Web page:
Other chapters describe the Voguls (Mansi, an Ugric indigenous people) near Ekaterinburg and Ufa, the Ural Bashkirs (a Kipchak Turkic ethnic group), the Cheremis (Mari, a Finnic people) along the Volga and Kama rivers, the Chuvash people (a Turkic ethnic group) from Orenburg governorate, and the so-called Mordvinians (formed of two finno-ugric subgroups Mokshas and Erzyas) on the Volga and Oka in Nizhnii Novgorod and Kazan.

Some of the descriptions are curiously insightful: “Voguls in their behaviour are cheerful, honest, obedient, thrifty, not stupid, but frivolous, prone to disorder, unkempt in anger; they do not know literacy, do not count years […] Disorderly households, frequent festivities, addiction to alcohol expose them to poverty”. Georgi also provides a historical and political perspective “showing how the system of local governments was structured before the Russian conquest and afterwards” (Kisser).

The book additionally includes a long essay on Japan, based on the stories from a group of Japanese who came to the Irkutsk Japanese navigation school: “in Russia of the 18th century, information about Japan was extremely limited, [and this essay] was the first story told directly by the Japanese about Japan in Russia” (Shafranovskaia). The work includes information on the Japanese mineral resources, the structure of the state, court, main occupations of the population, clothing, food and religion. A lot of these descriptions use comparisons with the Chinese people and their culture because Georgi could see Chinese in Irkutsk, where “the houses and clothes are clean and decorated with Chinese taste, the chambers have Chinese paintings, dolls, vases, porcelain and lacquered crockery and carpets”.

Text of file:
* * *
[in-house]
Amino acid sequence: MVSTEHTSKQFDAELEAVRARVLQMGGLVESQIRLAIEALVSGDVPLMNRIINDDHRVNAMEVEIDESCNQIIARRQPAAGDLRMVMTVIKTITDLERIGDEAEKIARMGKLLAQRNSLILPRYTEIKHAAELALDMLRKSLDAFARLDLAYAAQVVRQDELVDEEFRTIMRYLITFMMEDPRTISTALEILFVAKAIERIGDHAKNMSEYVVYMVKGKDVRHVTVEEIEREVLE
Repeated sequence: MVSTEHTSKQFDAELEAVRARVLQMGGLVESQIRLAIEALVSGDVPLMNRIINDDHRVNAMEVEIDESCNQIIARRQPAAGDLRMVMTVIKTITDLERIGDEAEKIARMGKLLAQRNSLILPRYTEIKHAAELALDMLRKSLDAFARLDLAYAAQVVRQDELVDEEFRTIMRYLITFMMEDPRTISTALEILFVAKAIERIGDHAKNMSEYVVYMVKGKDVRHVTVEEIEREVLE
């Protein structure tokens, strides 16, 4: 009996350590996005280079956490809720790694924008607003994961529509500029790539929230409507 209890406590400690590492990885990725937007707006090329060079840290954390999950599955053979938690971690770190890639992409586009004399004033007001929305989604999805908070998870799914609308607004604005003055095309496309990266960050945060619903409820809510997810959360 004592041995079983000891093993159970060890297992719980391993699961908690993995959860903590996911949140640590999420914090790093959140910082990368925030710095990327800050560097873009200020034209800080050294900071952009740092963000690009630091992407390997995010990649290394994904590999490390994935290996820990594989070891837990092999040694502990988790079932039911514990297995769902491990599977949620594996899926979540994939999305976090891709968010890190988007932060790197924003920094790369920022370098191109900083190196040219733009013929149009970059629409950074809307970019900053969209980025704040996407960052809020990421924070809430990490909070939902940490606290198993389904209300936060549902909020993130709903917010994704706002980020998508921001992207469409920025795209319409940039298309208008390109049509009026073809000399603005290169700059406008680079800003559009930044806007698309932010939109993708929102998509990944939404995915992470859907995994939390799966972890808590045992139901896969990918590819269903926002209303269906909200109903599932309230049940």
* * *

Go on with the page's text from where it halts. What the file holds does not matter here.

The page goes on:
Among other points of interest are Georgi’s observations of the first local attempts to vaccinate children against smallpox, the demographics in Siberia, the changes in the population of its colonists, as well as the review of the Argun mines, marble quarries, and his ideas about agricultural experiments in the Far East: “if people planted seeds according to the climate, it would be possible to live European-style in Kamchatka”.


Early handwritten record to upper pastedown; Heldenberg (rectangular stamp to verso of title); Prof. Philip Longworth (1933-2021, historian and writer, esp. on Russian history).


Catalogue Russica M-876.

Matvei Khangalov, Sobranie sochinenii v trekh tomakh, Ulan-Ude, Respublikanskaia tipografiia, 2004.

Tatiana Kisser, “Etnorakursy sibirskogo puteshestviia I. G. Georgi”, Kunstkamera, #2, 2018.

Shafranovskaia T. K., “Iaponiia v seredine XVIII v. po soobshcheniiu I. G. Georgi”, Strany i narody vostoka, #13, 1972.

Item number



Physical Description

Octavo (16.5 x 10.3 cm). Title and 331 pp., folding engraved map and 2 folding engr. plates, one signed by J. D. Philipp.


Contemporary half calf over yellow boards, spine with raised bands, gilt fillets, brown morocco label lettered in gilt, all edges red, green silk bookmark.


Binding lightly rubbed and soiled, corners a bit bumped, foot of spine gently restored; minimal foxing or browning internally – an attractive example of this rarity.

Request More Information/Shipping Quote

    do you have a question about this item?

    If you would like more information on this item, or if you have a similar item you would like to know more about, please contact us via the short form here.